Emerging epidemiological evidence suggests that compared to engaging in 1 activity mode alone, a combination of moderate-to-vigorous intensity physical activity (MVPA: walking/jogging, cycling) and muscle-strengthening exercise (MSE: push-ups/sit-ups, using weight machines) has more favorable associations with optimal weight status. However, few studies have examined the dose-dependent and joint associations of MVPA and MSE with obesity.
Based on cross-sectional analyses of the European Health Interview Survey Wave 2 (2013-14), we examined prevalence ratios (PRs) of joint and stratified associations between MVPA (4 categories: (i) 0 min/week, (ii) 1-149 min/week, (iii) 150-299 min/week, and (iv) ≥300 min/week) and MSE (3 categories: (i) 0 day/week, (ii) 1 day/week, and (iii) ≥2 days/week) with body mass index (BMI)-defined obesity (BMI ≥ 30.0 kg/m) using Poisson regression with robust error variance. PRs were examined unadjusted and adjusted for sociodemographic and lifestyle characteristics (e.g., sex, age, education, income, and smoking status).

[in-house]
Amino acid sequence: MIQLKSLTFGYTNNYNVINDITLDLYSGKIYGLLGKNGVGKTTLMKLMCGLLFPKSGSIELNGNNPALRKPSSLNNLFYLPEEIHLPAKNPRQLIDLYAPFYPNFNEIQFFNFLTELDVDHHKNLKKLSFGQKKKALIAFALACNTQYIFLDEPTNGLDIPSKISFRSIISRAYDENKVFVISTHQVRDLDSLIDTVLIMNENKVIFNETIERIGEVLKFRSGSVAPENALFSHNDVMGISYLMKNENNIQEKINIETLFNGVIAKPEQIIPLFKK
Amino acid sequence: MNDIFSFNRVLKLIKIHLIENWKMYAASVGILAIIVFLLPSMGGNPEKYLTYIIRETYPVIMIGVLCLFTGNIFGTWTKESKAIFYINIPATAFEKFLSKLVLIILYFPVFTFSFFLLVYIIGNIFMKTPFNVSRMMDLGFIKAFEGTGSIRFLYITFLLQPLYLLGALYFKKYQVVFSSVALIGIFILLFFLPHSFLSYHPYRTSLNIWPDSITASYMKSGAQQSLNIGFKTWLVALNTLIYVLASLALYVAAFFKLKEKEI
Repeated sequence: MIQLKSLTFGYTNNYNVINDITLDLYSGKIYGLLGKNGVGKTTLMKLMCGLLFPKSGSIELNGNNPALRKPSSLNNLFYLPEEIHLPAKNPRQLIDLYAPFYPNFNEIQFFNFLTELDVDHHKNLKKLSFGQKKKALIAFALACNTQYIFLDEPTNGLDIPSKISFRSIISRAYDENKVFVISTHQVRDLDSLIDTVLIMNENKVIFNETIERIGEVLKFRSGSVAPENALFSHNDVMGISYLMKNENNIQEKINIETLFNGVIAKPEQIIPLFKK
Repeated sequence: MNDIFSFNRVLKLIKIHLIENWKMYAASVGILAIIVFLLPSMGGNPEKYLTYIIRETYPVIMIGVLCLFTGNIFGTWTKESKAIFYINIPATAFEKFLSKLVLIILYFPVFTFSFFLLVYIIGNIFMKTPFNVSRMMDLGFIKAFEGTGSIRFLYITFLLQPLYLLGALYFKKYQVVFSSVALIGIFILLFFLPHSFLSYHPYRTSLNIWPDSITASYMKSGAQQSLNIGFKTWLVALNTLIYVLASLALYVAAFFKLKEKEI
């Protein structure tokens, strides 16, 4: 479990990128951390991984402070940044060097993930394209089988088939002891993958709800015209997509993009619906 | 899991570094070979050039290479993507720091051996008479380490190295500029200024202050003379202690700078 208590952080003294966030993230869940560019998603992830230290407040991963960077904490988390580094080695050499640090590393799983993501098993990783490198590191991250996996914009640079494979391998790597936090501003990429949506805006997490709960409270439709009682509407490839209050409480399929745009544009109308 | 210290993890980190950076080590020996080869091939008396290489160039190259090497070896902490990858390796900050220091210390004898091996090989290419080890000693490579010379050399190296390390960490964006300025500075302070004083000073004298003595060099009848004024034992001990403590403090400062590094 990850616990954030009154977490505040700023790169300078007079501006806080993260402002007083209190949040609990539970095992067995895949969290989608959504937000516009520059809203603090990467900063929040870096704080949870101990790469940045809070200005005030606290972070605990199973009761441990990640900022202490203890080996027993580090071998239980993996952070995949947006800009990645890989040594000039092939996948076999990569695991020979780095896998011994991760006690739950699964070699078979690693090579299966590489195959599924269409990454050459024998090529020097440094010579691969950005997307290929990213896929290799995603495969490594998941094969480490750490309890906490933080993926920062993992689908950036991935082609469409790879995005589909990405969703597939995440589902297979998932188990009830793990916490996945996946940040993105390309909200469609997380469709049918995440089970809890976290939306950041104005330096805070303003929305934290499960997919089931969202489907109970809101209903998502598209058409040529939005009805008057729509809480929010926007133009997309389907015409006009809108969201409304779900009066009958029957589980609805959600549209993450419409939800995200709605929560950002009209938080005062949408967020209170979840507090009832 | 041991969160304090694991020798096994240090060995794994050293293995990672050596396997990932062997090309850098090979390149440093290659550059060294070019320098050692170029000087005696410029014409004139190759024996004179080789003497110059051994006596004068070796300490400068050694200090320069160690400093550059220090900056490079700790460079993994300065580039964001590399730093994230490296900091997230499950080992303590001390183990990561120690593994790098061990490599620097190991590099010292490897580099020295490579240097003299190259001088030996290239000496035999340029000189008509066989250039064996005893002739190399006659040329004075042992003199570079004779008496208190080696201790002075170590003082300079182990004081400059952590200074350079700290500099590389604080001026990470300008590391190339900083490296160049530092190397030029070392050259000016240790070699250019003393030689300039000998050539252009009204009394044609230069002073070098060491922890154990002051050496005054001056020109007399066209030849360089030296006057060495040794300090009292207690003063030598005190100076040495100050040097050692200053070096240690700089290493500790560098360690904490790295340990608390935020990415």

Data were available for 280,456 adults (≥ 18 years), of which 46,166 (15.5%) were obese. The interaction MVPA × MSE guideline adherence was statistically significant for obesity (p ≤ 0.05). The joint MVPA-MSE analysis showed that compared to the reference group (i.e., no MVPA and no MSE), the PRs followed a dose-dependent pattern, with the lowest observed among those reporting ≥150 MVPA min/week and ≥1 MSE days/week (PR: 0.43; 95% confidence interval: 0.41-0.46). When stratified across each MVPA strata, the PRs were mostly lower among those engaging in MSE 1 day/week, as compared to those doing MSE ≥ 2 days/week.
There was evidence for a dose-dependent association between joint MVPA-MSE with a reduced prevalence of obesity. Public health strategies for the prevention and management of obesity should recommend both MVPA and MSE.
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